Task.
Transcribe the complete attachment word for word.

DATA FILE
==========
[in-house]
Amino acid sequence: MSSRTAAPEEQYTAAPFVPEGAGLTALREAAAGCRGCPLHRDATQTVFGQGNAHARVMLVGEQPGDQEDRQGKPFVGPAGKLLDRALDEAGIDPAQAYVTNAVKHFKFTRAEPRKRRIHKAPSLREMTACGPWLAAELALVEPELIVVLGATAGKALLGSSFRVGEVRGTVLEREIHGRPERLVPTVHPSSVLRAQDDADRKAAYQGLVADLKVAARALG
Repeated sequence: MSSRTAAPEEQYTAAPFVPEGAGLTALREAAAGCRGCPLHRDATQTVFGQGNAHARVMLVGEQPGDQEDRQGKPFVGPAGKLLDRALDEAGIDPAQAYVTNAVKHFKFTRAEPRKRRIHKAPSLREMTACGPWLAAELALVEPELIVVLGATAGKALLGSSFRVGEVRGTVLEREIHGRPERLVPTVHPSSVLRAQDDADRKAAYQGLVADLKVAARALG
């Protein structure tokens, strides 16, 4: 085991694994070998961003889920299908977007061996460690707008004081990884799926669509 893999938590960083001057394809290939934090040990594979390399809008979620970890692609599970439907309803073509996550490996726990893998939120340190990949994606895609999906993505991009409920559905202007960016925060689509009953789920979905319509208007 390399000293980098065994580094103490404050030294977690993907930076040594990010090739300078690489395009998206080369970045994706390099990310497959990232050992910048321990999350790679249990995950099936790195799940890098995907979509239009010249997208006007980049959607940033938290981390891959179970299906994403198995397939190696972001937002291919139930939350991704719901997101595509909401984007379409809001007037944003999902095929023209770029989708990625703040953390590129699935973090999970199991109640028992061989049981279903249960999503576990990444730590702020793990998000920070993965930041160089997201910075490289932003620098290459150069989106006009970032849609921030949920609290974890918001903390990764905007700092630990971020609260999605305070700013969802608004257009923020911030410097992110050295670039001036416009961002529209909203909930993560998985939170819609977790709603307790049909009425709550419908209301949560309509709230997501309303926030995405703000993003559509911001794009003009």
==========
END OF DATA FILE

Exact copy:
[in-house]
Amino acid sequence: MSSRTAAPEEQYTAAPFVPEGAGLTALREAAAGCRGCPLHRDATQTVFGQGNAHARVMLVGEQPGDQEDRQGKPFVGPAGKLLDRALDEAGIDPAQAYVTNAVKHFKFTRAEPRKRRIHKAPSLREMTACGPWLAAELALVEPELIVVLGATAGKALLGSSFRVGEVRGTVLEREIHGRPERLVPTVHPSSVLRAQDDADRKAAYQGLVADLKVAARALG
Repeated sequence: MSSRTAAPEEQYTAAPFVPEGAGLTALREAAAGCRGCPLHRDATQTVFGQGNAHARVMLVGEQPGDQEDRQGKPFVGPAGKLLDRALDEAGIDPAQAYVTNAVKHFKFTRAEPRKRRIHKAPSLREMTACGPWLAAELALVEPELIVVLGATAGKALLGSSFRVGEVRGTVLEREIHGRPERLVPTVHPSSVLRAQDDADRKAAYQGLVADLKVAARALG
């Protein structure tokens, strides 16, 4: 085991694994070998961003889920299908977007061996460690707008004081990884799926669509 893999938590960083001057394809290939934090040990594979390399809008979620970890692609599970439907309803073509996550490996726990893998939120340190990949994606895609999906993505991009409920559905202007960016925060689509009953789920979905319509208007 390399000293980098065994580094103490404050030294977690993907930076040594990010090739300078690489395009998206080369970045994706390099990310497959990232050992910048321990999350790679249990995950099936790195799940890098995907979509239009010249997208006007980049959607940033938290981390891959179970299906994403198995397939190696972001937002291919139930939350991704719901997101595509909401984007379409809001007037944003999902095929023209770029989708990625703040953390590129699935973090999970199991109640028992061989049981279903249960999503576990990444730590702020793990998000920070993965930041160089997201910075490289932003620098290459150069989106006009970032849609921030949920609290974890918001903390990764905007700092630990971020609260999605305070700013969802608004257009923020911030410097992110050295670039001036416009961002529209909203909930993560998985939170819609977790709603307790049909009425709550419908209301949560309509709230997501309303926030995405703000993003559509911001794009003009």